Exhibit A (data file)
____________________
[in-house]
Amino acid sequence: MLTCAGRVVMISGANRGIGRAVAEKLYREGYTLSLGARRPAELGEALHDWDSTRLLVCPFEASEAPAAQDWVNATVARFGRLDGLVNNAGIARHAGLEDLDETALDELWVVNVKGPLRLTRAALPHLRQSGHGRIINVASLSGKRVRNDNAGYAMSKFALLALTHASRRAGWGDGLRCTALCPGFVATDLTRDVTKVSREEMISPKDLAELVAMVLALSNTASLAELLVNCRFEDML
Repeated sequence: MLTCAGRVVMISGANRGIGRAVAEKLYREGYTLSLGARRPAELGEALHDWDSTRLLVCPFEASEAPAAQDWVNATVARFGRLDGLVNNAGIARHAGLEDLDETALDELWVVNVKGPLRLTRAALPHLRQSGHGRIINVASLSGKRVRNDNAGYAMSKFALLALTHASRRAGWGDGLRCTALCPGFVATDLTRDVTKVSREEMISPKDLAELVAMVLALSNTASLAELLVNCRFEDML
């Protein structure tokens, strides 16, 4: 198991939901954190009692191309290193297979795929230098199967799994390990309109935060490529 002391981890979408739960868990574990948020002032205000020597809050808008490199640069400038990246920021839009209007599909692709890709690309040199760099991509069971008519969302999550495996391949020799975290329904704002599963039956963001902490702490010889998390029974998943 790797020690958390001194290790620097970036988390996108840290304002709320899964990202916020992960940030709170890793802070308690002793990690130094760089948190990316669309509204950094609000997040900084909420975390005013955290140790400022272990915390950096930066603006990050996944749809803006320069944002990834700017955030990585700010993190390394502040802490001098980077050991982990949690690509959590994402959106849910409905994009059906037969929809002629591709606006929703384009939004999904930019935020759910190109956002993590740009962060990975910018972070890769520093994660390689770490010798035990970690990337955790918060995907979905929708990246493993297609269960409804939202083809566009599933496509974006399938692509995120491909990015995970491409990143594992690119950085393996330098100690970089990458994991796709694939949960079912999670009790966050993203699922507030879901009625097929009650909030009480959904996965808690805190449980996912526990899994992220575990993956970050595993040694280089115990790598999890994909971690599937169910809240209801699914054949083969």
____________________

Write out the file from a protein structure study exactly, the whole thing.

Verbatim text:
[in-house]
Amino acid sequence: MLTCAGRVVMISGANRGIGRAVAEKLYREGYTLSLGARRPAELGEALHDWDSTRLLVCPFEASEAPAAQDWVNATVARFGRLDGLVNNAGIARHAGLEDLDETALDELWVVNVKGPLRLTRAALPHLRQSGHGRIINVASLSGKRVRNDNAGYAMSKFALLALTHASRRAGWGDGLRCTALCPGFVATDLTRDVTKVSREEMISPKDLAELVAMVLALSNTASLAELLVNCRFEDML
Repeated sequence: MLTCAGRVVMISGANRGIGRAVAEKLYREGYTLSLGARRPAELGEALHDWDSTRLLVCPFEASEAPAAQDWVNATVARFGRLDGLVNNAGIARHAGLEDLDETALDELWVVNVKGPLRLTRAALPHLRQSGHGRIINVASLSGKRVRNDNAGYAMSKFALLALTHASRRAGWGDGLRCTALCPGFVATDLTRDVTKVSREEMISPKDLAELVAMVLALSNTASLAELLVNCRFEDML
């Protein structure tokens, strides 16, 4: 198991939901954190009692191309290193297979795929230098199967799994390990309109935060490529 002391981890979408739960868990574990948020002032205000020597809050808008490199640069400038990246920021839009209007599909692709890709690309040199760099991509069971008519969302999550495996391949020799975290329904704002599963039956963001902490702490010889998390029974998943 790797020690958390001194290790620097970036988390996108840290304002709320899964990202916020992960940030709170890793802070308690002793990690130094760089948190990316669309509204950094609000997040900084909420975390005013955290140790400022272990915390950096930066603006990050996944749809803006320069944002990834700017955030990585700010993190390394502040802490001098980077050991982990949690690509959590994402959106849910409905994009059906037969929809002629591709606006929703384009939004999904930019935020759910190109956002993590740009962060990975910018972070890769520093994660390689770490010798035990970690990337955790918060995907979905929708990246493993297609269960409804939202083809566009599933496509974006399938692509995120491909990015995970491409990143594992690119950085393996330098100690970089990458994991796709694939949960079912999670009790966050993203699922507030879901009625097929009650909030009480959904996965808690805190449980996912526990899994992220575990993956970050595993040694280089115990790598999890994909971690599937169910809240209801699914054949083969």